MQ-9 Reaper unmanned aerial vehicles of the American armed forces will be operating in the coming weeks from the Hellenic Air Force’s 110th Combat Wing at Larissa Air Base.
The MQ-9s are returning after almost a year and a half to facilities which have been further upgraded under the US-Greece Mutual Defense Cooperation Agreement (MDCA).
The US is investing a total of $33.5 million in the base, so that the 110th Combat Wing can host technologically advanced platforms now and in the future.
Although the MQ-9 mission is linked to surveillance missions in the Mediterranean region, their range (1,850 kilometers) also allows them to be used for NATO missions to countries bordering the Black Sea (Bulgaria, Romania), with the aim of monitoring the situation in Ukraine.
For the Hellenic Air Force, the presence of the MQ-9s has added significance, given the ongoing negotiations for the supply of the UAVs to Greece between Athens and the Pentagon.
The Hellenic Air Force wants to procure three MQ-9 UAVs and a command station that will control them through the Foreign Military Sales (FMS) program.
The US Air Force typically uses six MQ-9s per command post; however, the Greeks consider that three UAVs of this type are sufficient to meet the country’s surveillance needs.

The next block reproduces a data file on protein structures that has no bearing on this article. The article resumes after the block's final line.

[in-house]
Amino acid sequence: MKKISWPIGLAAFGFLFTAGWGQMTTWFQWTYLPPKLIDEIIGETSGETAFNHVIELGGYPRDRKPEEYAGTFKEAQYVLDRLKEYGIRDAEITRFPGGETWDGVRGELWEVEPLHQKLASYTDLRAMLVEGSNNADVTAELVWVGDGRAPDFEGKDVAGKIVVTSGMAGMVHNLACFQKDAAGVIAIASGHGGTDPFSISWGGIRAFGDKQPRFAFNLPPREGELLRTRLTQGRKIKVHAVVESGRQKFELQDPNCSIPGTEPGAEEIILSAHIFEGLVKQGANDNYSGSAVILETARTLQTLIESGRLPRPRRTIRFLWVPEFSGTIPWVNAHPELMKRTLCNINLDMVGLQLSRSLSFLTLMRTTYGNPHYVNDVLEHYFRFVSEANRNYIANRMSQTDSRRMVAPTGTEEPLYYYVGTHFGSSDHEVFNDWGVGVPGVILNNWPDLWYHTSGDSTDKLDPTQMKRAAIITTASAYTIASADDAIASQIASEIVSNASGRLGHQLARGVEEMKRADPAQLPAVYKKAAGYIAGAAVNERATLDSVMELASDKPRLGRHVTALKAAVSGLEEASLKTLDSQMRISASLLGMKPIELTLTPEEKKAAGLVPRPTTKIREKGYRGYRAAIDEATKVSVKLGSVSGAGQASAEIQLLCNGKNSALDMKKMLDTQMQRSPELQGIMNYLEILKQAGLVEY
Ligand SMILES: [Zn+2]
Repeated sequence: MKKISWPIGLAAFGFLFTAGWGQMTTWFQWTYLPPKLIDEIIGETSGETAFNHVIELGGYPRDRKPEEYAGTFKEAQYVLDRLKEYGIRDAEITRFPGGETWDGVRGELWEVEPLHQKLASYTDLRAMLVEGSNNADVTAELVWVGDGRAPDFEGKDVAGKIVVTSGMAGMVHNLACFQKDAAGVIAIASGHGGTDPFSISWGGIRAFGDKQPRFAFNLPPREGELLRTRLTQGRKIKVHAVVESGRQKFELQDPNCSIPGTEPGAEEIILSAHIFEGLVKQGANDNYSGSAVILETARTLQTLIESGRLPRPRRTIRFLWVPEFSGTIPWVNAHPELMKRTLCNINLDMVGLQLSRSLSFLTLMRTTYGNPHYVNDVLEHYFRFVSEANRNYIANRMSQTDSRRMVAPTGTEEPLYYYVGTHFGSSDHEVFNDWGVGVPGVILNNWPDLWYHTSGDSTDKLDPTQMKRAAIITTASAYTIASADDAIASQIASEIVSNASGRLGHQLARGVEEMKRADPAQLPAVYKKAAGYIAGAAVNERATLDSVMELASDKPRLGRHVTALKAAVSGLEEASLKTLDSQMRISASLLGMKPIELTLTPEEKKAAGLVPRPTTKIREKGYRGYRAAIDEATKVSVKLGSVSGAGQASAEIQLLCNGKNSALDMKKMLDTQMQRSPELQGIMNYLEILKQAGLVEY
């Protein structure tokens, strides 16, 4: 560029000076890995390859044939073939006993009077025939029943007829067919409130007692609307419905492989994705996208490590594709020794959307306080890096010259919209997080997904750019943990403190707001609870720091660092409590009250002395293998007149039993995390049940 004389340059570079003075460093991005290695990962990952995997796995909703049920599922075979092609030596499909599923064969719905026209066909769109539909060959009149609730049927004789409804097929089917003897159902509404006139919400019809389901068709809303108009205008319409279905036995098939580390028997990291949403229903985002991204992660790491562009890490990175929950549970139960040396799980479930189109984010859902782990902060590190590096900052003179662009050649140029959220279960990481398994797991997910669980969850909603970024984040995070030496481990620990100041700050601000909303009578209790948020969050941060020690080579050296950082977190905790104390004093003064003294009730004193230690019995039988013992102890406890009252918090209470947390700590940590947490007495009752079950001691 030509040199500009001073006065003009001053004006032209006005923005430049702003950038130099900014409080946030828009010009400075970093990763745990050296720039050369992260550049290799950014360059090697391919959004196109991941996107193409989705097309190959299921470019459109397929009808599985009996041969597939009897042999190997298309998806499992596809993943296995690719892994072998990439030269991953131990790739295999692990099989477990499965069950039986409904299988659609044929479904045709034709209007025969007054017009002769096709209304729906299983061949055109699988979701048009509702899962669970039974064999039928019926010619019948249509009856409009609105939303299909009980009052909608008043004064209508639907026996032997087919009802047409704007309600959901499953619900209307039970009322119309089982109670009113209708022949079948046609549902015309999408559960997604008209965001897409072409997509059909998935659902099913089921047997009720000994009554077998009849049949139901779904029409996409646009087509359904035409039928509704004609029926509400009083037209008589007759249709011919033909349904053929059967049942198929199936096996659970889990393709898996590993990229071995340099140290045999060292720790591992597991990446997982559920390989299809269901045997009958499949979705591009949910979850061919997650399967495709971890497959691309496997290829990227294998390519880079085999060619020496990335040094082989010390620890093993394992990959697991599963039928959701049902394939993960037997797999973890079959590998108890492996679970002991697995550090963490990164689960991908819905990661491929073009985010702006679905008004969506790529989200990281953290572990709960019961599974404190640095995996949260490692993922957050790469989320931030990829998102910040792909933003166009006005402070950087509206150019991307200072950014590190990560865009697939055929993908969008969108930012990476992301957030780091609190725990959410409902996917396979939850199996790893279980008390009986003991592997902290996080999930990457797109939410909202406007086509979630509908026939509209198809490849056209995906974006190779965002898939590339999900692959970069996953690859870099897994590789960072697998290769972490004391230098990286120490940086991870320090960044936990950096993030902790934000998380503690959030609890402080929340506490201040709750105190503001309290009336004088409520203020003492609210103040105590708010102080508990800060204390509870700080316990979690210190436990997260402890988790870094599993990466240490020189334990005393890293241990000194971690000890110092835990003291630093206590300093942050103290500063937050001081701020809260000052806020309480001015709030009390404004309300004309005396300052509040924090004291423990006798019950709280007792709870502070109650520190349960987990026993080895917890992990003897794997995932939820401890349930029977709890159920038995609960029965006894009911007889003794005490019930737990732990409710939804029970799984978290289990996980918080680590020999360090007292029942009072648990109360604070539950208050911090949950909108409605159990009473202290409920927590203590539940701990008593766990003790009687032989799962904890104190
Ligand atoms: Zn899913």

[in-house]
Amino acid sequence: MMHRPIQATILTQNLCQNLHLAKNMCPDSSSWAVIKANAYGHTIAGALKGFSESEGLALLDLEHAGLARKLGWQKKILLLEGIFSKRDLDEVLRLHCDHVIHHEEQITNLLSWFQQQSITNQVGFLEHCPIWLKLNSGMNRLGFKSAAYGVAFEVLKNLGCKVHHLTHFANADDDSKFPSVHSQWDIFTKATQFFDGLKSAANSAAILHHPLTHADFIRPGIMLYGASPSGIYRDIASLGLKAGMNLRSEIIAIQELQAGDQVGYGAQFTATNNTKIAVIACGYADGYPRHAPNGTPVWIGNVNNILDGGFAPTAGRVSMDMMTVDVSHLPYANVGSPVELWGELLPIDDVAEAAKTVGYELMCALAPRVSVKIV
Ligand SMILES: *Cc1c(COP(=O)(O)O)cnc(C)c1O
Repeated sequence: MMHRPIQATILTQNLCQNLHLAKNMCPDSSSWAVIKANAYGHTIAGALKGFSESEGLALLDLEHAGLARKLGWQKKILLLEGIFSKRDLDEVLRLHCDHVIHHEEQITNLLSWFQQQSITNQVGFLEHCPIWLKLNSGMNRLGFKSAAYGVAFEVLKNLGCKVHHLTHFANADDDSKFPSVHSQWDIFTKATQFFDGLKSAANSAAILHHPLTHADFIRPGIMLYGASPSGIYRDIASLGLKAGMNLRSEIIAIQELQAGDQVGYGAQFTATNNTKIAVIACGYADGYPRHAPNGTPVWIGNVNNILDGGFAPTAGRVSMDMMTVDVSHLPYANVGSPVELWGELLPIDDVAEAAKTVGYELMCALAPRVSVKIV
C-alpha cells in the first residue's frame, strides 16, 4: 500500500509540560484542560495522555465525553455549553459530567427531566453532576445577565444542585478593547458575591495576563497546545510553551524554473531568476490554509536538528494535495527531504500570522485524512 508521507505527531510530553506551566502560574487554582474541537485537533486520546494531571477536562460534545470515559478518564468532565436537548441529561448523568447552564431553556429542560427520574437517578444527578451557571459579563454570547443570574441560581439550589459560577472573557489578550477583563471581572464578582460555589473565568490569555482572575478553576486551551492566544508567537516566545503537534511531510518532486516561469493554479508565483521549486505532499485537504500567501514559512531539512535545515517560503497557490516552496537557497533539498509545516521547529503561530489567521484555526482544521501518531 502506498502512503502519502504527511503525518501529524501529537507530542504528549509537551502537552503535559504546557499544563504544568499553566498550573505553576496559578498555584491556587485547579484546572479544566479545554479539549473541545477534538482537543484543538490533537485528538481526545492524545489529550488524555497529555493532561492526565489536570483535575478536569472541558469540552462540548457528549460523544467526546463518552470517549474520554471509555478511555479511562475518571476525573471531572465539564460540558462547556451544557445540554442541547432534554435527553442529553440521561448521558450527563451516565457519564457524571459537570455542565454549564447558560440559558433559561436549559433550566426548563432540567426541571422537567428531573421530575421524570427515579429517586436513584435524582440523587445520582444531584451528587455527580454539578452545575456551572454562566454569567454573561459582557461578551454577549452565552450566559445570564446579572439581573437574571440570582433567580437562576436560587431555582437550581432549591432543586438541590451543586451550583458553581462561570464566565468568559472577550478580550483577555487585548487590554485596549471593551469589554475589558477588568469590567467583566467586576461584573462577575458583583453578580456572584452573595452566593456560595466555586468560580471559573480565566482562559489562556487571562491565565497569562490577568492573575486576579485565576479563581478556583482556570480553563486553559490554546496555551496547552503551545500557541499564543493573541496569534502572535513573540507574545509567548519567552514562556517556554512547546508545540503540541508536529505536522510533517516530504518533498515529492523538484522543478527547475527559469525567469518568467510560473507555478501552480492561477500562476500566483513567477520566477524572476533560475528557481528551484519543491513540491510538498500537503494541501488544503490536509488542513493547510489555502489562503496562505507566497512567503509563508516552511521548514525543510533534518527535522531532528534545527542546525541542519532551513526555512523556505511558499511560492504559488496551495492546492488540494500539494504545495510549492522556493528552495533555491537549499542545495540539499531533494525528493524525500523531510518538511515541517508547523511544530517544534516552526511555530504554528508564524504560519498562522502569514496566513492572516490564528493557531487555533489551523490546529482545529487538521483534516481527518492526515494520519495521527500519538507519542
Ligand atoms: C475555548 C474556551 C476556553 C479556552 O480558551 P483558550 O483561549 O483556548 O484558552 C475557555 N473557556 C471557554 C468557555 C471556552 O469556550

At the same time, there are also discussions under way with Israel for the supply of Israeli UAVs, specifically the most advanced type of Heron (MK II or Heron TP), which can also perform offensive missions.
The experience so far with Heron, which has been subleased to the Hellenic Air Force and operates from Skyros, has been deemed satisfactory.
Meanwhile, Turkey’s behavior in the Aegean is vindicating Greece’s moves to strengthen the deterrence capabilities of its air force.
On Wednesday, Turkish Air Force fighters resume overflights in Greek territory, leading to a series of interceptions and mock dogfights.